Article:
"There is a very strong belief that George Bush and this
administration represent the interests of big business, including
the oil companies and utilities, exactly the people who seem to be
manufacturing this crisis for their own benefit," Mr. Mellman said.

 At a news conference today, representatives of several
environmental groups questioned virtually every assumption of the
Bush energy plan. For example, they challenged the idea that the
nation was in an energy crisis, saying that was an argument
intended to spur Congress to roll back environmental laws and
increase the profits of oil, gas, coal and nuclear power companies.

 Dave Hawkins of the Natural Resources Defense Council said, "The
reason that this Bush energy plan emphasizes production is not
because the private sector needs help in increasing production,
it's that they need the Bush government's help in overturning
environmental, health and safety laws."

 A memorandum Mr. Mellman prepared for the Sierra Club says that
voters oppose all of the energy proposals offered by the
administration. His polling shows, for example, that 69 percent of
voters oppose relaxing clean air standards and 68 percent oppose
drilling for oil in national monuments. The proposal with the least
opposition, 48 percent, was building more nuclear power plants.

 Monday's meeting is part of a larger campaign by the White House
to lay the groundwork for its energy initiatives, a campaign that
has included months of research into how best to frame and talk
about the plan to make Americans comfortable. The energy-related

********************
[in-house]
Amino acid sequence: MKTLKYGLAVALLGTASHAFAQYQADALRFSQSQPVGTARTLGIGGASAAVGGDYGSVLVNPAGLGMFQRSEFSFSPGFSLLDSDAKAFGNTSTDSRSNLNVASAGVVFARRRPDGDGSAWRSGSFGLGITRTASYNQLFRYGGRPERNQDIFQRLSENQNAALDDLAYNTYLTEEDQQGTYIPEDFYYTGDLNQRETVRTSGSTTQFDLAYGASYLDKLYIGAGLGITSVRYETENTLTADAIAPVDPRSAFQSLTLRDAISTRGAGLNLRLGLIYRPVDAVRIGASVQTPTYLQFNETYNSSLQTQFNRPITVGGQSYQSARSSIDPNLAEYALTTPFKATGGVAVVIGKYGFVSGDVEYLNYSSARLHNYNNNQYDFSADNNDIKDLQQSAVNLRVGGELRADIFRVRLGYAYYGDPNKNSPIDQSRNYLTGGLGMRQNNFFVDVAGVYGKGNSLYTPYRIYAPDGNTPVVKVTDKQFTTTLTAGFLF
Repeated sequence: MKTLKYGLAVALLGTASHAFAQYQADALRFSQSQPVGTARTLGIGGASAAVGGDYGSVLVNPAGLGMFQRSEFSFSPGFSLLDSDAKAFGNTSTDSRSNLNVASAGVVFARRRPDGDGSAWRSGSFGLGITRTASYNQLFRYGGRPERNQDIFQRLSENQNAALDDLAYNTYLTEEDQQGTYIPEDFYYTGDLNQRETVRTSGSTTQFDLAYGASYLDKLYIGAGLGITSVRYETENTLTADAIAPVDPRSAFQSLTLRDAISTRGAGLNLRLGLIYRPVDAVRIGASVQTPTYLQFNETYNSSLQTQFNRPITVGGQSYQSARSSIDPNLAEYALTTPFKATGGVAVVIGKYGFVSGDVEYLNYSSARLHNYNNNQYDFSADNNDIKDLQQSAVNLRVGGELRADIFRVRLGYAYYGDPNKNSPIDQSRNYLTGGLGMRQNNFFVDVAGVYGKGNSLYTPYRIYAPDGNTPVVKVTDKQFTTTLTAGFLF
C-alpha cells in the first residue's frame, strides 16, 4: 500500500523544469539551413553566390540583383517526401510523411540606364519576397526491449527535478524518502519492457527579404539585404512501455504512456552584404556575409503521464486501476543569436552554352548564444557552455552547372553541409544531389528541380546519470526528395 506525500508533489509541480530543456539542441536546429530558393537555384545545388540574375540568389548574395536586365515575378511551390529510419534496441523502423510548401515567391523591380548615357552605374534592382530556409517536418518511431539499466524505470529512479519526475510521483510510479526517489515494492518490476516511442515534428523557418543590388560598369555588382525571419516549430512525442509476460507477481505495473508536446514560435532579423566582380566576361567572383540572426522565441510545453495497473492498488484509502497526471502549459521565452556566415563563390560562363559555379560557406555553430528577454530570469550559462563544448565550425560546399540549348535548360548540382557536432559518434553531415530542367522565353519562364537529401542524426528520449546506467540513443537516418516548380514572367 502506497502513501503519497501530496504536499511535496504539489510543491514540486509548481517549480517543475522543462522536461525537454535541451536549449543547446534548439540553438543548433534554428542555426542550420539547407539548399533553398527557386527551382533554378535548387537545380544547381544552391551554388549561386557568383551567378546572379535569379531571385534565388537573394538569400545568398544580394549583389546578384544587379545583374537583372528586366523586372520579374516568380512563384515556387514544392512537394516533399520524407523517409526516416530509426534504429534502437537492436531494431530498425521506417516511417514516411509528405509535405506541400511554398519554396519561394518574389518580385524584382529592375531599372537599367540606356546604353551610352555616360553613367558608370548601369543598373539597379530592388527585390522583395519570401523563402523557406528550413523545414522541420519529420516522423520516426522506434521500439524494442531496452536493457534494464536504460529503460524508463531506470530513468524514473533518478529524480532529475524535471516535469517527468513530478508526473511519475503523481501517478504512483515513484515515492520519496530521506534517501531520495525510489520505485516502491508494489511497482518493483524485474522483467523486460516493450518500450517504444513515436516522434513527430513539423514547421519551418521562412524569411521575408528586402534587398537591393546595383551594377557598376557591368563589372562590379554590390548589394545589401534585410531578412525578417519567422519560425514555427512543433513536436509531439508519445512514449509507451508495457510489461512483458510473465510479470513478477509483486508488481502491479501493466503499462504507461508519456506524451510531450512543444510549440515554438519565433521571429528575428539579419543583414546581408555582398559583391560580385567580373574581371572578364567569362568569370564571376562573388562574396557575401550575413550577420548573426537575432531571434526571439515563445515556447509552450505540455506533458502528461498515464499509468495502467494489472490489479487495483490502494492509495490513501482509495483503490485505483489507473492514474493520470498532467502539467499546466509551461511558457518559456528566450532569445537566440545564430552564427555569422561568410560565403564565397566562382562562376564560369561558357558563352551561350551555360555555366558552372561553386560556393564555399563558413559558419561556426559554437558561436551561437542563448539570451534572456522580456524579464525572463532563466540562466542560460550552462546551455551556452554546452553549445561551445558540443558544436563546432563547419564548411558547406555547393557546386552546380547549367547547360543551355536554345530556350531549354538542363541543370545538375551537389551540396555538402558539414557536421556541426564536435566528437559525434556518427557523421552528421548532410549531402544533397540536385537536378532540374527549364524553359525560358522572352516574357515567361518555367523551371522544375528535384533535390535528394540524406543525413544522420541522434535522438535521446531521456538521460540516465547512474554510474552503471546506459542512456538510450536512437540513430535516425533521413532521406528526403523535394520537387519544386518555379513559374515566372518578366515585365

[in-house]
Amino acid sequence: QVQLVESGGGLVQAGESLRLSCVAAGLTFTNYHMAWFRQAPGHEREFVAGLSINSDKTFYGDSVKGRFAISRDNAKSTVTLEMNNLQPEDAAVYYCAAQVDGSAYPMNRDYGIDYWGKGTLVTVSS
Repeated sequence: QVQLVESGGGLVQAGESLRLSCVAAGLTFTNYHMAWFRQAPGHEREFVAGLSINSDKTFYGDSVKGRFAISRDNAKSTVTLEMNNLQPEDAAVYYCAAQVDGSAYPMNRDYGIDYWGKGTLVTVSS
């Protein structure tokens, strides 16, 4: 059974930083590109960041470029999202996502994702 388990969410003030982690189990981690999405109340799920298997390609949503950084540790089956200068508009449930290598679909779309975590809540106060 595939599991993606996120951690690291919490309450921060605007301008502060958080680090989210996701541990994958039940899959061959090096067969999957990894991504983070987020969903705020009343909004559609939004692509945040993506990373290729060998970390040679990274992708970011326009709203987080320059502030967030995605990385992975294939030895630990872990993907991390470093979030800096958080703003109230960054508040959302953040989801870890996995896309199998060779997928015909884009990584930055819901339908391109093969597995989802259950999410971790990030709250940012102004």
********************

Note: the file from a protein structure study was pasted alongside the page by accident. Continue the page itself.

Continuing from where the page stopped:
polling and focus groups conducted by the Republican National
Committee have been more extensive than on any issue other than the
economy, party officials said.

 Administration officials confirmed Monday's meeting with union
officials but would not provide details.

 But union and political officials familiar with the discussions
about the meeting said representatives from about a dozen unions,
chosen because they would likely benefit from drilling and
construction projects, had been invited and more than half would
probably attend. In addition to the Teamsters and Laborers, the
unions invited include the Carpenters, Iron Workers and Operating

 Representatives from several of those unions said they did not see
this as the beginning of a newly cozy relationship between the
administration and organized labor but as a finite area of shared

 Zack Matus, a spokesman for the laborers union, said that despite
the potential benefits to organized labor from the energy policy,
the Bush administration's attitude toward unions had been "neglect,
and it's nowhere close to benign neglect."

 Mr. Matus was referring to executive orders and rules issued by
the administration that overturned worker protections put in place
by Mr. Clinton or that made it easier for federal jobs to go to
nonunion crews.

 The White House has had at least two other sessions to build
support for the energy plan. Administration officials recently met
with representatives of the nuclear power industry, and at a
meeting about 10 days ago, Energy Secretary Spencer Abraham met
with representatives from the coal mining industry and politicians
from regions that depend economically on coal production.